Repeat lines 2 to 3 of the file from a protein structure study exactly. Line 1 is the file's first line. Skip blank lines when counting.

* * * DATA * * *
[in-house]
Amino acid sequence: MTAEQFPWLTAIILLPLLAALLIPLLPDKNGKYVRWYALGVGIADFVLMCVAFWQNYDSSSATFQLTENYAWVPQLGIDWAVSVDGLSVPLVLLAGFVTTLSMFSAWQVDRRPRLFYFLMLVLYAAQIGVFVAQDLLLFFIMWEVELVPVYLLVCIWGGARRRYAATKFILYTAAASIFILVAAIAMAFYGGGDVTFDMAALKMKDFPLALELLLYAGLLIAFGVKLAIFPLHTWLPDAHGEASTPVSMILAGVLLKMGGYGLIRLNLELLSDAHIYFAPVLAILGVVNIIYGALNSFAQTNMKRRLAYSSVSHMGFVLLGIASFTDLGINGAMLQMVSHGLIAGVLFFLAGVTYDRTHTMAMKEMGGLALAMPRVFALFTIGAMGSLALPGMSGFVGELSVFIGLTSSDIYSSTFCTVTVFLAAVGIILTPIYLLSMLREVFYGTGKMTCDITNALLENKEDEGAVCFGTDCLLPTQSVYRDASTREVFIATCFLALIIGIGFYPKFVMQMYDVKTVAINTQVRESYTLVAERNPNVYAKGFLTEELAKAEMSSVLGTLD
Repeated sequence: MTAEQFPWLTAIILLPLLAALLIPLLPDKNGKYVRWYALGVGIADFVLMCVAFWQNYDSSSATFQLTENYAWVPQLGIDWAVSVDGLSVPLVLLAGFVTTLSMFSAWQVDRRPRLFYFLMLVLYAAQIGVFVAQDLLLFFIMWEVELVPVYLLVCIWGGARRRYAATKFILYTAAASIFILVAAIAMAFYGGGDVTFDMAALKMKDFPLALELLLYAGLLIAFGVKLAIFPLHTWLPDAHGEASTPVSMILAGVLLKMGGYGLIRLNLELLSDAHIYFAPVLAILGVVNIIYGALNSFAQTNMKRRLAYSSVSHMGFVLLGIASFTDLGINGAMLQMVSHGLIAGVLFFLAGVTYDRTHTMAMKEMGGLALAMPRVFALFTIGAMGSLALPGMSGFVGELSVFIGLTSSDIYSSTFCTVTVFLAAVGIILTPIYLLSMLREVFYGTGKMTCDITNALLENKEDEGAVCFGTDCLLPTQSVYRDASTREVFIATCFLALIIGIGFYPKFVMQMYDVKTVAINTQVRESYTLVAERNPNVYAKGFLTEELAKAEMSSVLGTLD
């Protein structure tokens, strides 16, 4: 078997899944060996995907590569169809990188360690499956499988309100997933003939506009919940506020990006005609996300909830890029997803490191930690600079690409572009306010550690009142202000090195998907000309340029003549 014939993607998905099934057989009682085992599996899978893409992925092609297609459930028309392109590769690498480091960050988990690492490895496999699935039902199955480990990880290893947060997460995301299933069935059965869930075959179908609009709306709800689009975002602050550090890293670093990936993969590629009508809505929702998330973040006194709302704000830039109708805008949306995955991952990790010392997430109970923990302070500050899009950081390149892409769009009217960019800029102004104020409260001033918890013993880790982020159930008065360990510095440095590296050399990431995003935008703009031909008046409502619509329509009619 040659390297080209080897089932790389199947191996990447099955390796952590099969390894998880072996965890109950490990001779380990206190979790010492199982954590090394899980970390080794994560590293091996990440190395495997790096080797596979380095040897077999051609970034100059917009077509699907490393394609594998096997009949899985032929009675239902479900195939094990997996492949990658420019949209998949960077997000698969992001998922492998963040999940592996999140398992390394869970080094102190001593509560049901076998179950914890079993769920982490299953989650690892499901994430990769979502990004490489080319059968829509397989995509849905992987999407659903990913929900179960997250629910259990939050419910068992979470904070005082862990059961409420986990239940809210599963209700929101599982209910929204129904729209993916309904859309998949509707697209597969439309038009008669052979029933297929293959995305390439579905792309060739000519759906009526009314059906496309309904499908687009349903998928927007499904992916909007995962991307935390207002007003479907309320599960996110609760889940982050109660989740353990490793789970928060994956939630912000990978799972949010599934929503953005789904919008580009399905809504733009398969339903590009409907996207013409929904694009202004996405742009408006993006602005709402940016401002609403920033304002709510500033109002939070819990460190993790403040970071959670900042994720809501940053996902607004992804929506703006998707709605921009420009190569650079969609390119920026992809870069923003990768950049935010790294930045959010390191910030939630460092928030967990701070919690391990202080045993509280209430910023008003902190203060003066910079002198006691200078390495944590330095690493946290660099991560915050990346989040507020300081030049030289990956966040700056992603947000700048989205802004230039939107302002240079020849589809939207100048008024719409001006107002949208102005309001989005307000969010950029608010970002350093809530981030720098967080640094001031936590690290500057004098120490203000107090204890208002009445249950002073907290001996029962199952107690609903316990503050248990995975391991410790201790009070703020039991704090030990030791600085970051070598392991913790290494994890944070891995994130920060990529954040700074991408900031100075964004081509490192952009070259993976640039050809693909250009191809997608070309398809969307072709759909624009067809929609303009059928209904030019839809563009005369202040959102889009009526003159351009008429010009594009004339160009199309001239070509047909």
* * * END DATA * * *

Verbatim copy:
Amino acid sequence: MTAEQFPWLTAIILLPLLAALLIPLLPDKNGKYVRWYALGVGIADFVLMCVAFWQNYDSSSATFQLTENYAWVPQLGIDWAVSVDGLSVPLVLLAGFVTTLSMFSAWQVDRRPRLFYFLMLVLYAAQIGVFVAQDLLLFFIMWEVELVPVYLLVCIWGGARRRYAATKFILYTAAASIFILVAAIAMAFYGGGDVTFDMAALKMKDFPLALELLLYAGLLIAFGVKLAIFPLHTWLPDAHGEASTPVSMILAGVLLKMGGYGLIRLNLELLSDAHIYFAPVLAILGVVNIIYGALNSFAQTNMKRRLAYSSVSHMGFVLLGIASFTDLGINGAMLQMVSHGLIAGVLFFLAGVTYDRTHTMAMKEMGGLALAMPRVFALFTIGAMGSLALPGMSGFVGELSVFIGLTSSDIYSSTFCTVTVFLAAVGIILTPIYLLSMLREVFYGTGKMTCDITNALLENKEDEGAVCFGTDCLLPTQSVYRDASTREVFIATCFLALIIGIGFYPKFVMQMYDVKTVAINTQVRESYTLVAERNPNVYAKGFLTEELAKAEMSSVLGTLD
Repeated sequence: MTAEQFPWLTAIILLPLLAALLIPLLPDKNGKYVRWYALGVGIADFVLMCVAFWQNYDSSSATFQLTENYAWVPQLGIDWAVSVDGLSVPLVLLAGFVTTLSMFSAWQVDRRPRLFYFLMLVLYAAQIGVFVAQDLLLFFIMWEVELVPVYLLVCIWGGARRRYAATKFILYTAAASIFILVAAIAMAFYGGGDVTFDMAALKMKDFPLALELLLYAGLLIAFGVKLAIFPLHTWLPDAHGEASTPVSMILAGVLLKMGGYGLIRLNLELLSDAHIYFAPVLAILGVVNIIYGALNSFAQTNMKRRLAYSSVSHMGFVLLGIASFTDLGINGAMLQMVSHGLIAGVLFFLAGVTYDRTHTMAMKEMGGLALAMPRVFALFTIGAMGSLALPGMSGFVGELSVFIGLTSSDIYSSTFCTVTVFLAAVGIILTPIYLLSMLREVFYGTGKMTCDITNALLENKEDEGAVCFGTDCLLPTQSVYRDASTREVFIATCFLALIIGIGFYPKFVMQMYDVKTVAINTQVRESYTLVAERNPNVYAKGFLTEELAKAEMSSVLGTLD